Can Hillary win 50 percent of the popular vote?

Can Hillary win 50 percent of the popular vote?
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Hillary ClintonHillary Diane Rodham ClintonThe Hill's Morning Report - Trump trial begins with clashes, concessions Trump on Clinton's Sanders comments: 'She's the one that people don't like' Hillary Clinton tears open wound with her attack on Sanders MORE is aiming to win more than 50 percent of the popular vote, a result that would strengthen arguments she has a mandate to govern.

One prominent Clinton surrogate said getting the Democratic nominee above 50 percent is “very possible.” 


“Trump has a ceiling, and he’s reached it,” the surrogate said of GOP nominee Donald TrumpDonald John TrumpRouhani says Iran will never seek nuclear weapons Trump downplays seriousness of injuries in Iran attack after US soldiers treated for concussions Trump says Bloomberg is 'wasting his money' on 2020 campaign MORE. “It’s all about turnout to get her above 50 [and] pouring on the money and spreading out the high-power surrogates.” 

Winning 50 percent had seemed like a difficult threshold in an election with third-party candidates winning as much as 10 percent support in polls. But Clinton allies and surrogates familiar with the internal workings of the campaign say Trump’s recent spiral on the heels of sexual misconduct allegations has given her a major opening to reach that benchmark.

A new batch of opinion polls released amid the controversy swirling around Trump’s treatment of women show Clinton nearing the 50 percent mark in a four-way race for the first time. 

Monmouth University’s latest survey, released Monday, shows Clinton winning support from 50 percent of likely voters in a race with Trump, Libertarian Party nominee Gary JohnsonGary Earl JohnsonThe 'Green' new deal that Tom Perez needs to make The Trump strategy: Dare the Democrats to win Trump challenger: 'All bets are off' if I win New Hampshire primary MORE and Green Party nominee Jill Stein. Just 38 percent backed the GOP nominee, while 5 percent supported Johnson and 2 percent sided with Stein.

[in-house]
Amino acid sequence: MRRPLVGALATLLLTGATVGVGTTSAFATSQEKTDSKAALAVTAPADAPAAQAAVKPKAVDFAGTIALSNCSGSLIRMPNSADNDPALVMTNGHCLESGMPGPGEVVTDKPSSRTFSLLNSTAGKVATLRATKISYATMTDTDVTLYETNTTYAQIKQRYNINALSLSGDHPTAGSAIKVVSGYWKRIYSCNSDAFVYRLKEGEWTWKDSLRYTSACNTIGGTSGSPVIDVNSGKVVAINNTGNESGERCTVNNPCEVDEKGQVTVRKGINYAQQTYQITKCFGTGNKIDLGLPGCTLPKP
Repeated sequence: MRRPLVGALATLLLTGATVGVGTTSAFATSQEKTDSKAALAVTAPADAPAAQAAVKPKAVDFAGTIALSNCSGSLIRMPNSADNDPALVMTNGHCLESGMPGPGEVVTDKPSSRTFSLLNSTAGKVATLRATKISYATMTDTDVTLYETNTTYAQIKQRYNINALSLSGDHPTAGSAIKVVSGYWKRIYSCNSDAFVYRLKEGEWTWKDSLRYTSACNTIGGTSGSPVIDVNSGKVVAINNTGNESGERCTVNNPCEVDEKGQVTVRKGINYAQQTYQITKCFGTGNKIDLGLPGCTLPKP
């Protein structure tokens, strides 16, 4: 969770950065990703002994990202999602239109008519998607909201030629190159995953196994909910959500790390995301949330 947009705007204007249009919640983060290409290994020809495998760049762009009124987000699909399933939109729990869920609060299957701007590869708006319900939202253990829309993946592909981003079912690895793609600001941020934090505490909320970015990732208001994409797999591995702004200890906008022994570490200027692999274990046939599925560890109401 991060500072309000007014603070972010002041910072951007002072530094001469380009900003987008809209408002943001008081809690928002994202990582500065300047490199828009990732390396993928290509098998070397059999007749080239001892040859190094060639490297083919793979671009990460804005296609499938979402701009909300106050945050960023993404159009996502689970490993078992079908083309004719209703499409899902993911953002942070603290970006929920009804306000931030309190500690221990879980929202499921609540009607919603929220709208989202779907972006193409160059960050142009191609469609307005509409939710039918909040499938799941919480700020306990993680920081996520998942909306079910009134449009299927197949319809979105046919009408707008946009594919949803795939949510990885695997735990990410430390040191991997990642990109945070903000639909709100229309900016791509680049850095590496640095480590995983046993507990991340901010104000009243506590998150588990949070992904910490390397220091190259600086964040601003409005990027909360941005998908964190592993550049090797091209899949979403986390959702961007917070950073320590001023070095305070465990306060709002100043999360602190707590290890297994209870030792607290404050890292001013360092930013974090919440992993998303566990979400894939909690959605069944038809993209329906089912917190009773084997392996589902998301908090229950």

CBS News’s latest four-way poll showed Clinton at 47 percent, while the NBC News/Wall Street Journal poll had her at 48 percent. 

While Clinton falls short in those two polls, another strategist close to the campaign said the former secretary of State stands a chance of climbing higher “because the bottom fell out” of Trump’s vote last week. 

Clinton is also seeking to roll up a huge Electoral College win over Trump.

The strategist and others in Clinton World say they believe they’ll keep the states President Obama won in 2012, totaling 332 electoral votes.

That would include wins in Iowa, where polls have repeatedly shown Clinton behind Trump, and in Ohio, where Trump has also been strong.

If Clinton carries the Obama 2012 states and also wins North Carolina, which Obama won in 2008, the campaign will reach 347. North Carolina, according to recent polls, seems more solid territory for Clinton than Iowa or Ohio.

Clinton would like to make a play for Arizona, Georgia and Utah. Recent polls have shown her with a lead in Arizona and Georgia, as well as a tight race in Utah, where independent candidate Evan McMullin is pulling support from Trump.

Trump’s lead has also narrowed in the Republican stronghold of Texas, where a University of Houston poll showed him up by just 3 points on Tuesday. 

Limiting Trump’s margins in red states could help Clinton reach 50 percent, as could shrinking support for Johnson and Stein. Pollsters believe the third-party vote will decline on Election Day. 

Mitch Stewart, who helped run Obama’s battleground state strategy in 2012, said the map expansion is proof the Clinton campaign is “on offense” and on target to match or top her predecessor.